My shop is in a two car garage, but I've got a bit of an incline to my driveway. My concern is the driver will show up with a big truck (i.e., anything designed to back-up to a the level of a loading bay) and then there'd be no way I could manage to wrangle the thing out of the truck and safely down to the ground. But if I were to go get it from the freight depot I think I could wrangle it into my pick-up (assuming they won't put it in there for me) if I had to and I could then back my pick-up straight into the garage and get it out that way.
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Bob, I've had a Grizzly 6" 1182Z for about 7 years and it has worked fine. I had some problems with it in the beginning, such as a twisted fence, but you'll find that Grizzly is a fantastic company to do business with. Their customer support is fantastic.
Also, I had to do some work to get the beds flat using shims, etc., but I think that's not abnormal for any jointer. After 7 years of use, it has worked flawlessly. One other thing I did was add a link belt to help reduce vibration.
I have not experience with the disposable blades, so I can't comment. Changing blades on the jointer isn't that difficult once you get things setup properly and have the correct tools to do so. I have a dial-gauge caliper (on a magnetic base), so I can get hte blade pretty straight. However, it does take me about 30 minutes to change out the blades.
Another thing about the blades, and this is just my opinion, but I don't like anything that's disposable. I have 2 sets of blades and sharpen them myself because I don't like the hassle of sending them out and picking them up. I have a Tormek with the appropriate attachements for doing jointer/planer blades, so I do all my own sharpening. So far, so good.
Regaring shipping and pickup (a bit of a rant here), I picked mine up at the trucking company because, as luck would have it, Yellow Freight has a depot about 1 mile from where I worked (at the time when I bought the jointer). So, I just picked it up there. As an aside, picking it up from them was a complete PITA. I got there after work about 8:00p and was told that I would have to wait until 8:30 because they were on a break. So, there I am, sitting in the lunch room of a bunch of guys who looked me like the enemy.
Then, when it came time to to load up my truck (Ford Ranger with camper shell), they brought out 2 very large boxes and put them at the back of my truck and that was it. They sat there and talked about their weekend conquests while I hefted the boxes into the truck by myself. If it had only been 1 box, it would have been a piece of cake to just slide it into the truck. HOwever, because there were 2 boxes, I had to muscled the second one up on top of the first in order to get it the shell.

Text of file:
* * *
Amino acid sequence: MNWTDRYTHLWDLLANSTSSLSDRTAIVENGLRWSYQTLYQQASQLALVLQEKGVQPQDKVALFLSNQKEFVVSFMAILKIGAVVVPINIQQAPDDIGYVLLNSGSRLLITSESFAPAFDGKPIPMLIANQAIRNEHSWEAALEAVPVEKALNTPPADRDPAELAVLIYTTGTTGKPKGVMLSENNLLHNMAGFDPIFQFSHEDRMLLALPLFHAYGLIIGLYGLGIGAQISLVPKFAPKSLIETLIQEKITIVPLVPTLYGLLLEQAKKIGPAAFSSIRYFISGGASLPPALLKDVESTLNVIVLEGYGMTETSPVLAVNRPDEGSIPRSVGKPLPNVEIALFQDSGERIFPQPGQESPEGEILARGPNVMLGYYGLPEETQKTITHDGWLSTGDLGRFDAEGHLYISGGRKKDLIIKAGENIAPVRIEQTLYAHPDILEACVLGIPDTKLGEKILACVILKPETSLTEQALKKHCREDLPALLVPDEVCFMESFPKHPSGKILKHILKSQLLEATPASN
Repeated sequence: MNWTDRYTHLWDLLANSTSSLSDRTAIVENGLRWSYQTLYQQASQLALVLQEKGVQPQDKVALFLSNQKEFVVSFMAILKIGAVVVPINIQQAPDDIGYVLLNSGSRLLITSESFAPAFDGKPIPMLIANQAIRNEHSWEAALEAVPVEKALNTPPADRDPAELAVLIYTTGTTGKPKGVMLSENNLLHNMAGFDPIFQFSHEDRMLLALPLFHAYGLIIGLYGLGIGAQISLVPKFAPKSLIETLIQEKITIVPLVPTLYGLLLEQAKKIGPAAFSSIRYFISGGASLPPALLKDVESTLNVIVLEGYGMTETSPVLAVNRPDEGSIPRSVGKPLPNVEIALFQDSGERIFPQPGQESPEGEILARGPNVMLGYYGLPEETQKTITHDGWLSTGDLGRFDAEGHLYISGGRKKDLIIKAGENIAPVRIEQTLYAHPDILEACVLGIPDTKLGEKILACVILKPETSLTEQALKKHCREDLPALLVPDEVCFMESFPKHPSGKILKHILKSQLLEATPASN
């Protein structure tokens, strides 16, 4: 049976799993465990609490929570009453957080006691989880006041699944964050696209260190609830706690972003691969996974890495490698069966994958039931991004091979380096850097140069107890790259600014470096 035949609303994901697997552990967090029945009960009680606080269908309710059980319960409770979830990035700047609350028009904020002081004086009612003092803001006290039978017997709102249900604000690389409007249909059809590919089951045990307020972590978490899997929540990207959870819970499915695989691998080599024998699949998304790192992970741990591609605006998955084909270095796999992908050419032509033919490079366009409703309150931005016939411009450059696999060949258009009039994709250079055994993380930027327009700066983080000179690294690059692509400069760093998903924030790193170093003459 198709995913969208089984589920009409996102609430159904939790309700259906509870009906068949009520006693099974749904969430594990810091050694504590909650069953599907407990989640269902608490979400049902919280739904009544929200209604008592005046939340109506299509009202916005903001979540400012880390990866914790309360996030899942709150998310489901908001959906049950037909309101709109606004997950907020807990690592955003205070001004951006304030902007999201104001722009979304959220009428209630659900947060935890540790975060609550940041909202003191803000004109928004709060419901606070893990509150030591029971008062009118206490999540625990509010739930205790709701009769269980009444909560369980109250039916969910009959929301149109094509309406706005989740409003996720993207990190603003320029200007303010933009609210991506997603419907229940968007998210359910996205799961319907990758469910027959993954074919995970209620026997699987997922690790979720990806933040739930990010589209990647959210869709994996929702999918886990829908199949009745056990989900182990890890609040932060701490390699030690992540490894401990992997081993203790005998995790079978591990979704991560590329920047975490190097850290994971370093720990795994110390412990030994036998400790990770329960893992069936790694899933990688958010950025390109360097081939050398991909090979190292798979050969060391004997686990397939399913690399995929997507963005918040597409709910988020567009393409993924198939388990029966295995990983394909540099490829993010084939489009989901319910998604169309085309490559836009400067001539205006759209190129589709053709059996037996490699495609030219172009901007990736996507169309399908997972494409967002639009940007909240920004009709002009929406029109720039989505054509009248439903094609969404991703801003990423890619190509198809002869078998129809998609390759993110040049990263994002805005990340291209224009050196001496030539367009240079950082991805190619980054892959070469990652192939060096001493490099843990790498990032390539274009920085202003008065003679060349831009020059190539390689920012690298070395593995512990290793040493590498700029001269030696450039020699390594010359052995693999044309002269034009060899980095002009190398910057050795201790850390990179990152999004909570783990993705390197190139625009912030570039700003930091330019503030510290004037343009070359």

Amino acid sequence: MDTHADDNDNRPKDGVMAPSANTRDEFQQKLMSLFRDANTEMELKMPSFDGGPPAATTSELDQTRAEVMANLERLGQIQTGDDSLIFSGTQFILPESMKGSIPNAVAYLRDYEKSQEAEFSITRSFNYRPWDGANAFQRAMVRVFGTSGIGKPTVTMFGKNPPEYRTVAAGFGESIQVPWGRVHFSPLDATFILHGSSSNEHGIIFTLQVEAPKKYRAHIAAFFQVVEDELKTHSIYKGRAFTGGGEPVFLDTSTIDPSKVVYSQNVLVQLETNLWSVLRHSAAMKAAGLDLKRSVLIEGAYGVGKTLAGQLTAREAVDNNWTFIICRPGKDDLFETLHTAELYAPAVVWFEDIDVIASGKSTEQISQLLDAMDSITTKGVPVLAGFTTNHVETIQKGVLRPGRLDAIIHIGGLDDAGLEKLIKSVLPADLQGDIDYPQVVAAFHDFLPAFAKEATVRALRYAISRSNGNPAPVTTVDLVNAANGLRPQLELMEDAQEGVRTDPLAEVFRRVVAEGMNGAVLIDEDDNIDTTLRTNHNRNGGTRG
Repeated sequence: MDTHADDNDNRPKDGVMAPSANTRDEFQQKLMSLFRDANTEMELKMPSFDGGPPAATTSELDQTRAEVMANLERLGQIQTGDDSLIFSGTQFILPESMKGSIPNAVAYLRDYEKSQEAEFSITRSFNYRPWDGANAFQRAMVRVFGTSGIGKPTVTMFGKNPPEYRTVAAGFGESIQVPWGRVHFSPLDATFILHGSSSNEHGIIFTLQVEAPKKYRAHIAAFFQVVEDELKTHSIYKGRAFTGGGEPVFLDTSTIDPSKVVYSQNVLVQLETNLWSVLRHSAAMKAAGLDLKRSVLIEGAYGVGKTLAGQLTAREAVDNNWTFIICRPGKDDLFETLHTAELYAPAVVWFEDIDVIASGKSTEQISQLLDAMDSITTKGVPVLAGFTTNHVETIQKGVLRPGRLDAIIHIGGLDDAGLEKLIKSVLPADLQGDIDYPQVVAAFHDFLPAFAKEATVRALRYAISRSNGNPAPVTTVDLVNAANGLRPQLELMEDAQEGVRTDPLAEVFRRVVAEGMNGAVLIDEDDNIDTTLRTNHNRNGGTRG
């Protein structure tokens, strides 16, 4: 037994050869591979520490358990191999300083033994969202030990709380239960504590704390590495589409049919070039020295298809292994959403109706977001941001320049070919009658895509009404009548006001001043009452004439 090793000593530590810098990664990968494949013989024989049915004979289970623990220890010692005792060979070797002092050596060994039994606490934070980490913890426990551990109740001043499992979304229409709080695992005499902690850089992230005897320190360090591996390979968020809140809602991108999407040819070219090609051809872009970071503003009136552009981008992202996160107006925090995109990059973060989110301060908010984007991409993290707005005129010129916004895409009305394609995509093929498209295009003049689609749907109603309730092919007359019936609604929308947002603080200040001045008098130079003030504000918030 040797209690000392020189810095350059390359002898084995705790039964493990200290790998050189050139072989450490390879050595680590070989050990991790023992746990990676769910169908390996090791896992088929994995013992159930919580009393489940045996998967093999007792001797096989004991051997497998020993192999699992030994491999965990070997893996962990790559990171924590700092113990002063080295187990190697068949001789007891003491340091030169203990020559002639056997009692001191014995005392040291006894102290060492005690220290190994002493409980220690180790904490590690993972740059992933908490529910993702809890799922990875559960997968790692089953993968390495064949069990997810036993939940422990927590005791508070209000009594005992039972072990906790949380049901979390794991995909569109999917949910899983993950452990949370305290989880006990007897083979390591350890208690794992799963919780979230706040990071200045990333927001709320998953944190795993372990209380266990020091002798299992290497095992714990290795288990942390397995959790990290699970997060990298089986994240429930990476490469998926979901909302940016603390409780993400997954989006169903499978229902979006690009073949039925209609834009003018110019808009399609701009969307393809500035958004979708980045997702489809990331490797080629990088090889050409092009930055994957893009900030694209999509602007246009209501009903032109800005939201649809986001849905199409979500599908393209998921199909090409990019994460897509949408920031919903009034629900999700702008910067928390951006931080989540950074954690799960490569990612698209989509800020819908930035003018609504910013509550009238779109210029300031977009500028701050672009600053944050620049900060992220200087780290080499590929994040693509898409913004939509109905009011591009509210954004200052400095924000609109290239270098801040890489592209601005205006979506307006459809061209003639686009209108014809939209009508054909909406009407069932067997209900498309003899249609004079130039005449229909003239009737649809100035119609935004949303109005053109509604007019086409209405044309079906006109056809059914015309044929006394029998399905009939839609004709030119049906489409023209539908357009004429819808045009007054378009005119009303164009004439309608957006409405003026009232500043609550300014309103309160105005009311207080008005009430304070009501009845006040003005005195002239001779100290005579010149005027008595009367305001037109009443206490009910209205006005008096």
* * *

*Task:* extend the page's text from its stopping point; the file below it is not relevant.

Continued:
Then, they made me sign a waiver stating that the boxes had no damage or puncture marks. They were punctured all over the place, so I shouldn't have signed, but I just wanted to get out of there, so I signed.
When I got home, I found that there's a good reason why I have 2 boxes. Not only did I have my jointer, but I had someone else' Grizzly dust collector too. My order said 2 boxes. The 2nd box was supposed to be the second pair of blades, but they goofed and gave me the wrong box.
I called the trucking company the next morning to tell them. The woman took my information and said they'd call me back to let me know what I should do. About an hour later, another woman calls and accuses me of trying to keep a dust collector that's not mine, and that she wants it back. Gheez! They probably wouldn't even know if I didn't call them to tell them.
I should have made them come and get the thing, and even maybe let them wait while I ate dinner or something, but I didn't. The manager I talked to was very nice and apologetic and said that his workers were supposed to help me load it and wanted their names, but I didn't know. So, I agreed to bring it back to them since it was so close to my work anyways.
Okay, that's probably way more rambling than you wanted, but that was my experience picking up my jointer at Yellow Freight.
Good luck and I think you'll like your new jointer. IMO, you should be prepared to spend some time setting it up and adjusting it though as is the case with most woodworking equipment.
Mike Alameda, CA

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That's good to know, especially since they don't have any place local I can go to for parts or service.

With regard to adding these shims, was this something you just did yourself or did you get assistence with doing this from Grizzly? As in, did Grizzly customer support tell you where you should place these shims? Did they provide the shims?

Thanks for the tip. I'll keep the link belt in mind when it's time to swap out the belts.

[...]
My personal experience and ability to deal with fine calibration is that I don't do it well. Nor do I want to deal with sharpening things myself or sending them out to be sharpened. So the disposable system sounds like a good option--for me.

That's a bit of a horror story. :/ I still think I want to try picking it up at the depot, but at least I'll be prepared if they're not too helpful.

I'm prepared for the initial set-up and stuff and I can deal with that. I just don't want to have to spend a lot of time changing blades out though after I do get it set-up. :)